She says, “The exposure to other countries greatly influences the way I think about food. I’m grateful to have found two great bosses and a restaurant that allows me to explore different cultures. Some of the best things about working as a chef on the East End are the accessibility to the local farms and all of the great produce, as well as the relationships with the farmers and local fish and shellfish purveyors. I love working as a chef on the East End because, as consuming and stressful as it can be, I’m surrounded by beauty. From the farms to the beaches, it’s hard not to be inspired.”

Executive Pastry Chef of Honest Man Restaurants Rachel Cronemeyer Flatley agrees, saying, “One of the best things about working as a chef on the East End is the local produce! We have such great farmers out here doing some cool stuff. It’s such a tight-knit community of people who are passionate about food, but also like to have fun with it. I love having conversations with farmers about what different produce they are growing and how to use it, or asking if they would grow something special for me. There’s just something so romantic about knowing the people who grow your food and trying to highlight their hard work in the best way on the plate.”

Rachel Cronemeyer Flatley, Photo: Courtesy Honest Restaurants
Rachel Cronemeyer Flatley, Courtesy Honest Restaurants

Flatley has managed the dessert programs for Nick & Toni’s, Rowdy Hall, La Fondita, Townline BBQ and Honest Catering since 2013, but her career launched in 2008 when she started working at the NFTI under Claudia Fleming. Flatley reflects that “I’ve been really lucky in the restaurants I’ve worked in. They’ve been very supportive of me and my vision. I’ve been lucky to be surrounded by such strong women in the business. Claudia Fleming has been an unbelievable mentor, as well as Christina DeLustro, Julie Berger, Sigrid Benedetti, Miche Bacher…There are so many great women on the East End that are willing to help me when I need, and I’m truly thankful to have that support network. I think female chefs are getting more recognition, not just because they’re female, but because they’re creating some amazing food. I think we’re proving that we are strong, hard working, extremely focused, talented, skilled and capable. Although there’s still a long way to go for females in general, I think we’re headed in the right direction and there are great leaders out there paving a way for future generations of female chefs.”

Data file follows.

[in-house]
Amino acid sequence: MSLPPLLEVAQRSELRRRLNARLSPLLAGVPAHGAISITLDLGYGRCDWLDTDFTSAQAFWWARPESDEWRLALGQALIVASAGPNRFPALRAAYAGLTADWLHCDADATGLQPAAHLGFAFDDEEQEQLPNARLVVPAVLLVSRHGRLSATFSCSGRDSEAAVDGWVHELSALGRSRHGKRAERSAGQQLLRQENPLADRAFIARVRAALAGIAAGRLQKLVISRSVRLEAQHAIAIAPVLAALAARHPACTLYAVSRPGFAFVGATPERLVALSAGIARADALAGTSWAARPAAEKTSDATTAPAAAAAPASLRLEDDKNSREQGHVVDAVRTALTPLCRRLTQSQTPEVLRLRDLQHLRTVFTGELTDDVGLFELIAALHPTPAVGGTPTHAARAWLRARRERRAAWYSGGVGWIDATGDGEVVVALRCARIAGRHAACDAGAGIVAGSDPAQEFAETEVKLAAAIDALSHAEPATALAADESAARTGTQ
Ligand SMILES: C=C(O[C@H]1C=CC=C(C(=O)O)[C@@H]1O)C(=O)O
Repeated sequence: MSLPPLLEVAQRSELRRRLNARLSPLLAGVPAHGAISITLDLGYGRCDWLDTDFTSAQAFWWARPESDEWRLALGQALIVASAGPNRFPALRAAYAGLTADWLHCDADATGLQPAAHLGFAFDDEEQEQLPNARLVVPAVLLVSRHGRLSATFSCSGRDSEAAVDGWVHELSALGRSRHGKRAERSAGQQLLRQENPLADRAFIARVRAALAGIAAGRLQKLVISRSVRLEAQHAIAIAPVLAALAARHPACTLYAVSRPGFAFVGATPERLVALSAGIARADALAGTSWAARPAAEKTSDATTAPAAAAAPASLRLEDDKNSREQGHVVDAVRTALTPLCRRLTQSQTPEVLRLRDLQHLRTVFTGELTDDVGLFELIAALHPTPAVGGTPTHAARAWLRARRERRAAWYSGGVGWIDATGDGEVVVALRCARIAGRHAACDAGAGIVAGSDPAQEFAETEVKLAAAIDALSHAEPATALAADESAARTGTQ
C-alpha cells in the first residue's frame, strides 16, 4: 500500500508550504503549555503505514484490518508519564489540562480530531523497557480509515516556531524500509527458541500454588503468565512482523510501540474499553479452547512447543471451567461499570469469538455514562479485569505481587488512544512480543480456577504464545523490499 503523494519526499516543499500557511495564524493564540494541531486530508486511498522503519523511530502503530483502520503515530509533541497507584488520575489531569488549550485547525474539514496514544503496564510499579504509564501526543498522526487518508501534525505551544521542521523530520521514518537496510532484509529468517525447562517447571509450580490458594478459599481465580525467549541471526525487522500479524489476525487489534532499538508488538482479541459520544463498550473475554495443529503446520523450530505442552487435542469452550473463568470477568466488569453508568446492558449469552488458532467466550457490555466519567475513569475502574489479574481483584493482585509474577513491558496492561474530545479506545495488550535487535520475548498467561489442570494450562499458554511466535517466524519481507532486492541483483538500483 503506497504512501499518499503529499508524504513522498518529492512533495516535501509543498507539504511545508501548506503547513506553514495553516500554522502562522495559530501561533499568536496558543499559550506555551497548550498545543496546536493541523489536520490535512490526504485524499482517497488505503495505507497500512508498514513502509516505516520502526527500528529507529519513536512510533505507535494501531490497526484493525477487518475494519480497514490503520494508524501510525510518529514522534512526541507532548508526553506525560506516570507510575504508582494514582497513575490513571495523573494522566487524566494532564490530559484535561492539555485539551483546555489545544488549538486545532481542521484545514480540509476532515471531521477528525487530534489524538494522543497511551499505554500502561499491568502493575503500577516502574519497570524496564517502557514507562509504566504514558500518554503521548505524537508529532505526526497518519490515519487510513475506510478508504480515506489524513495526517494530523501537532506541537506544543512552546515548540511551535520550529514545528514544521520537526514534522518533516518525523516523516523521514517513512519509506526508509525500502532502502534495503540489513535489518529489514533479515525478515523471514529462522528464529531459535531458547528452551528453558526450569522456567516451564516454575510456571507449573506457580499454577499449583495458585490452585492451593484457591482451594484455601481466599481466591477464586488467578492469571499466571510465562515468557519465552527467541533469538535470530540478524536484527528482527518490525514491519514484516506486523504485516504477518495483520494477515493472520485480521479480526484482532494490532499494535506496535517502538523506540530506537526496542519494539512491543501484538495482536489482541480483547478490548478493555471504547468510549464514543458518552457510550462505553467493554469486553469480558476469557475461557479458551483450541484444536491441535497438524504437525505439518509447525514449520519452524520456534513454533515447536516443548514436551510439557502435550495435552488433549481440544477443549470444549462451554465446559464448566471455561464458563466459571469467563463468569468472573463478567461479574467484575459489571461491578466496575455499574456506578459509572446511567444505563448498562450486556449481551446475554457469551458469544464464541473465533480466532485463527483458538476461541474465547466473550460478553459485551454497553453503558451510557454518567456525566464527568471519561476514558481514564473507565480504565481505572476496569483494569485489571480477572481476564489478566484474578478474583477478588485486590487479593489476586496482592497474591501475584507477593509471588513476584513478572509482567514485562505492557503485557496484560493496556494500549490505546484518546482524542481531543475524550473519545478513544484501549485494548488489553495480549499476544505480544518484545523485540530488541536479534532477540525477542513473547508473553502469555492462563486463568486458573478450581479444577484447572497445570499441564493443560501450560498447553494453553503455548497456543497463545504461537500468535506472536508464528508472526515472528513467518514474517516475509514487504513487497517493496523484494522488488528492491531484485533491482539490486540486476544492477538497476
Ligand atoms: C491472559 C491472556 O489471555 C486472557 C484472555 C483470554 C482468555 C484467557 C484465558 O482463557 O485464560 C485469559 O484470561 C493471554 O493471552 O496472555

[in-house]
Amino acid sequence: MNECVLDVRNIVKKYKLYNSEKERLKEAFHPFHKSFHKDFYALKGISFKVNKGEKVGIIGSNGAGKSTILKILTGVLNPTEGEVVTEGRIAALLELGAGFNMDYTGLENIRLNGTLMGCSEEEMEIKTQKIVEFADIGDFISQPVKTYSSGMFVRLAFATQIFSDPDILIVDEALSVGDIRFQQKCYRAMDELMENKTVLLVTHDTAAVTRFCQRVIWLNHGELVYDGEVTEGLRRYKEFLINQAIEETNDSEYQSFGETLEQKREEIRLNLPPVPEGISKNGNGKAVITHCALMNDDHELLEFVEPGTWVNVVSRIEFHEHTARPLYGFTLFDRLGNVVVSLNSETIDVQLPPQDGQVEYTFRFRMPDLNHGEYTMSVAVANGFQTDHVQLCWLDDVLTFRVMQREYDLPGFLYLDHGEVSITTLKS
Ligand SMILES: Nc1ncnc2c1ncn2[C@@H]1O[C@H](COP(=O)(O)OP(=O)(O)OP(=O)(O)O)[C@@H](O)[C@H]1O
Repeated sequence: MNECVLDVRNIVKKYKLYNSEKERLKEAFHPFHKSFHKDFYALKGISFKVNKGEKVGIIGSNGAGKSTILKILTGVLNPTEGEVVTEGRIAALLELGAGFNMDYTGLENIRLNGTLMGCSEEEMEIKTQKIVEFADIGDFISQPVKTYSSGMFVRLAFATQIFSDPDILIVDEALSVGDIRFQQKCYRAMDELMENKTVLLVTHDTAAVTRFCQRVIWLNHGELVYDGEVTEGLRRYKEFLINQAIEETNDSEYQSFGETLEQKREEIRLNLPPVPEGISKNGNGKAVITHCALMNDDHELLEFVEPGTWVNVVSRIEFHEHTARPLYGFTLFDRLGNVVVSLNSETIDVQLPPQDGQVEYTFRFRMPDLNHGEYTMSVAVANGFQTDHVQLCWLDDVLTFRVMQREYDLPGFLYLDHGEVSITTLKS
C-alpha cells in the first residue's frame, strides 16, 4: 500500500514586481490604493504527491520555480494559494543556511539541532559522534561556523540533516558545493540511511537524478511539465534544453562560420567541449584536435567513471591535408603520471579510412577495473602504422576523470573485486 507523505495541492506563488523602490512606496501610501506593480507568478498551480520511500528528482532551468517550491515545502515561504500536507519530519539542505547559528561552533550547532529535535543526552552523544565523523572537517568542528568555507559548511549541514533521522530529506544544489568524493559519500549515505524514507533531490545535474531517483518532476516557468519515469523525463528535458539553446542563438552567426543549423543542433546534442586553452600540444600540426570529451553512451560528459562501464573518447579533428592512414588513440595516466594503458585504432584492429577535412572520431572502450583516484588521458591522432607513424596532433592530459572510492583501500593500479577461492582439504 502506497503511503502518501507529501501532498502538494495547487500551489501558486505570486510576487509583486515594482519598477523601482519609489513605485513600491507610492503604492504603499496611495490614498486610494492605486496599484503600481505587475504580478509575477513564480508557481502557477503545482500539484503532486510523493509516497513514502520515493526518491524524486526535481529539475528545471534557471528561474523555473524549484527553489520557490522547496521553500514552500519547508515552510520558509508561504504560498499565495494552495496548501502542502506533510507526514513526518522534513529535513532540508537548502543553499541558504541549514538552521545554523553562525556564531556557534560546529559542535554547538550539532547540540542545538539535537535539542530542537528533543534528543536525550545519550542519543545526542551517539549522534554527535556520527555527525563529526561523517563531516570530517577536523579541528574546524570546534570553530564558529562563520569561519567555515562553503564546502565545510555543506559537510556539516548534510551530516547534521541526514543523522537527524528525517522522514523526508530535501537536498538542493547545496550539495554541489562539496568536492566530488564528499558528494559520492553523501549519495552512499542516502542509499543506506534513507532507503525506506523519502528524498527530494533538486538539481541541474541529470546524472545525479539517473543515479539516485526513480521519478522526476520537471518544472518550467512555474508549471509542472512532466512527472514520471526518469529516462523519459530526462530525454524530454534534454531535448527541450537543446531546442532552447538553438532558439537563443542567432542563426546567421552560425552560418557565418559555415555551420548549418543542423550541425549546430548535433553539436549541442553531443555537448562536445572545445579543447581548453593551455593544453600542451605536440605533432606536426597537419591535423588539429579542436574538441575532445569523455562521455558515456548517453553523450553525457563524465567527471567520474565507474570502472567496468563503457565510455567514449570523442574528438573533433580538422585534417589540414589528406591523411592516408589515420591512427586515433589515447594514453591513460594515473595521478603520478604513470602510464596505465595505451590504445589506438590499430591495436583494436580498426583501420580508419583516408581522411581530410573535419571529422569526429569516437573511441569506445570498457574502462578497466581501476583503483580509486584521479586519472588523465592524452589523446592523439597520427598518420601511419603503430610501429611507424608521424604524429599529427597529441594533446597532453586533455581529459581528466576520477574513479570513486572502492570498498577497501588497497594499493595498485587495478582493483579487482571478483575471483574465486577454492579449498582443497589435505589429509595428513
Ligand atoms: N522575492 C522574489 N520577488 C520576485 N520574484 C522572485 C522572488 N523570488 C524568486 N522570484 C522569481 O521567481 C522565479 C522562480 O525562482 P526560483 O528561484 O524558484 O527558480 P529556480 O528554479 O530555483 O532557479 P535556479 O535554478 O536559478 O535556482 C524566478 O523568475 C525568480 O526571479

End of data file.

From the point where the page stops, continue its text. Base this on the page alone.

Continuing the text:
In addition to working for a top East End restaurant group, Flatley had been working as an Adjunct Baking Instructor at Suffolk Community College since she graduated from the school with an AAS in Baking & Pastry Arts in 2010. She says, “I try to be a mentor to all my employees (both male and female), as well as my students. I think it’s important to be relatable and help them find their way in this crazy industry. As mentioned, I’ve been surrounded by some great women, and I try to be that person to others as well.” And that certainly seems to be working. In 2016 Flatley was promoted to Adjunct Instructor and began teaching an Advanced Pastry Arts class. She says, “My dream is to continue what I’m doing—teaching, making wedding cakes and continuing to learn and grow within the restaurant industry, as well as explore the country with the husband and dog in our RV.” Sounds delicious.